Debt is something that almost everyone has experienced at some point in their life. It can be a struggle, and sometimes, it’s difficult to manage.
But what happens if a debt you paid or that dropped off of your credit years ago comes back to haunt you? This is called zombie debt. It can damage your credit and make life miserable. It’s a serious issue that many people face. What should you know about zombie debt?
What is Zombie Debt?
Zombie debt is a debt that has been declared dead or forgotten, only to rise from the dead and come back to collect. This can happen when a creditor decides to sell the debt to a debt collector. They’ll try collect on the debt years later, even after your legal obligation has expired.
The debt may be old. You might have forgotten about it. It may have even been discharged or paid off. However, the debt collector still has a legal right to try and collect on the debt. Sometimes, they will use aggressive tactics to try and get you to pay.
How Does It Happen?
Zombie debt can happen in a few different ways.
One way is if the creditor sells the debt to a collection agency or debt buyer. The collector then pursues the debt, often using aggressive tactics to try and collect the money owed.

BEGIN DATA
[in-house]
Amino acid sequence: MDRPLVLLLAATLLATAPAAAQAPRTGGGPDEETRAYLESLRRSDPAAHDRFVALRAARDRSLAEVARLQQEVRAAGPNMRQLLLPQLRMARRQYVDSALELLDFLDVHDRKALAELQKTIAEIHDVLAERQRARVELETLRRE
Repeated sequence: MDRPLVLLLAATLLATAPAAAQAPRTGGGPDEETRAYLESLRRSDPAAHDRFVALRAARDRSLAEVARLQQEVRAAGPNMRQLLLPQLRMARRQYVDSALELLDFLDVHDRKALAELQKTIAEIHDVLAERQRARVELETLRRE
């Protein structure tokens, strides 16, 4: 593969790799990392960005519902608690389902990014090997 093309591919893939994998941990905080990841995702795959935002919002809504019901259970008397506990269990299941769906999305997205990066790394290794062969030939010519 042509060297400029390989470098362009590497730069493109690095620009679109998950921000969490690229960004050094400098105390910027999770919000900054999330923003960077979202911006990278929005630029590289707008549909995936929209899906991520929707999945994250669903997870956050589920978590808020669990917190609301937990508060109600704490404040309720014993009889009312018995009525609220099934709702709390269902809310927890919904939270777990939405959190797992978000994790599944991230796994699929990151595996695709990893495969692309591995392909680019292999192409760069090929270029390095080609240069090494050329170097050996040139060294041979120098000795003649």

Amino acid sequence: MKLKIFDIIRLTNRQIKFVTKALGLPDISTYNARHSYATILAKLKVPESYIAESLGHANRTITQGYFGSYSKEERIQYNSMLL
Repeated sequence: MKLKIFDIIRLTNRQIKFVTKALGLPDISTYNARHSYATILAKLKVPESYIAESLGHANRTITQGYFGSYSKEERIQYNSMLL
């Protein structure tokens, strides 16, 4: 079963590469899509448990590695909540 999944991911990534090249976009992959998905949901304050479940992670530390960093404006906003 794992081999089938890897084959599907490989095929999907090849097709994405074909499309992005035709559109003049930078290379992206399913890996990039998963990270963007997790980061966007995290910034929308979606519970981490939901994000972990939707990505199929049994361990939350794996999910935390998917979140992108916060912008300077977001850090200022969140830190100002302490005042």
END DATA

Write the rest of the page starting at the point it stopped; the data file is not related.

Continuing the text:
Another way is if the creditor sues the debtor and receives a default judgment because the debtor never showed up in court. The creditor can then try to collect the debt years later, even if it has already been paid or discharged in bankruptcy.
What Can You Do about Zombie Debt?
If a debt collector contacts you about a zombie debt, there are a few things you can do.
The first step is to verify the debt with the collector. Often, debt collectors will try to collect on debts that aren’t even valid. You should also ask the collector for proof that they own the debt. Debt collectors are required to provide you with this information if you ask for it. If the collector cannot provide proof of ownership, they may not legally have the right to collect the debt.
Another option is to dispute the debt. You can send a letter to the collector disputing the debt within 30 days of receiving their initial letter. If you dispute the debt, the collector cannot continue to collect on it until they provide you with validation of the debt.
Finally, you can seek help from a credit counselor or bankruptcy attorney. These professionals can help you understand your rights and options when it comes to dealing with zombie debt. They can also help you manage your debt and create a plan to pay off any valid debts you may owe.
If you’d like to know more about zombie debt or you’re being haunted by a debt like this, we can help. For more information, contact the Law Offices of Robert M. Geller at 813-254-5696 to schedule a free consultation with an experienced attorney.